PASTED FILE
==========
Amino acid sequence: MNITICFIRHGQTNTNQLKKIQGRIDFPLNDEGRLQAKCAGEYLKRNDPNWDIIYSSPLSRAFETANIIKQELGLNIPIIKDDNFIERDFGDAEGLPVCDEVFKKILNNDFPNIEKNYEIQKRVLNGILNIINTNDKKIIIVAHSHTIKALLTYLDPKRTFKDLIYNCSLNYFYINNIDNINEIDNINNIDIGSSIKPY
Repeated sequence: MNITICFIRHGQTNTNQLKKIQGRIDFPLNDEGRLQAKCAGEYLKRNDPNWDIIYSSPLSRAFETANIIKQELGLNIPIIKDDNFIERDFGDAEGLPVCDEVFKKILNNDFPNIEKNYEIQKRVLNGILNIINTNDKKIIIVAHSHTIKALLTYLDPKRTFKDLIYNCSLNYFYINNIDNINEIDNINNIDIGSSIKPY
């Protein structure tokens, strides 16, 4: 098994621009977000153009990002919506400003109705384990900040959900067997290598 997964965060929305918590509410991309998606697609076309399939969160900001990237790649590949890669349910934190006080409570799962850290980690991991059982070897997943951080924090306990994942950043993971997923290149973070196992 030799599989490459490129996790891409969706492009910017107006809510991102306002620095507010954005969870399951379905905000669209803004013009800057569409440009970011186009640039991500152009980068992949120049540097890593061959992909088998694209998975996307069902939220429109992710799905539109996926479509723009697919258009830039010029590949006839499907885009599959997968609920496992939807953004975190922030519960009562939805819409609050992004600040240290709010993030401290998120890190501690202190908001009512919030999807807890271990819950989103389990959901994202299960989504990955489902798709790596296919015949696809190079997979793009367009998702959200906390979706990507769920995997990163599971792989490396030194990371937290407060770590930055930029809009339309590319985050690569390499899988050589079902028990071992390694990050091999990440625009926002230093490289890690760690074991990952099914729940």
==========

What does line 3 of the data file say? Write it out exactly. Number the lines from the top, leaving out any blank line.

């Protein structure tokens, strides 16, 4: 098994621009977000153009990002919506400003109705384990900040959900067997290598 997964965060929305918590509410991309998606697609076309399939969160900001990237790649590949890669349910934190006080409570799962850290980690991991059982070897997943951080924090306990994942950043993971997923290149973070196992 030799599989490459490129996790891409969706492009910017107006809510991102306002620095507010954005969870399951379905905000669209803004013009800057569409440009970011186009640039991500152009980068992949120049540097890593061959992909088998694209998975996307069902939220429109992710799905539109996926479509723009697919258009830039010029590949006839499907885009599959997968609920496992939807953004975190922030519960009562939805819409609050992004600040240290709010993030401290998120890190501690202190908001009512919030999807807890271990819950989103389990959901994202299960989504990955489902798709790596296919015949696809190079997979793009367009998702959200906390979706990507769920995997990163599971792989490396030194990371937290407060770590930055930029809009339309590319985050690569390499899988050589079902028990071992390694990050091999990440625009926002230093490289890690760690074991990952099914729940």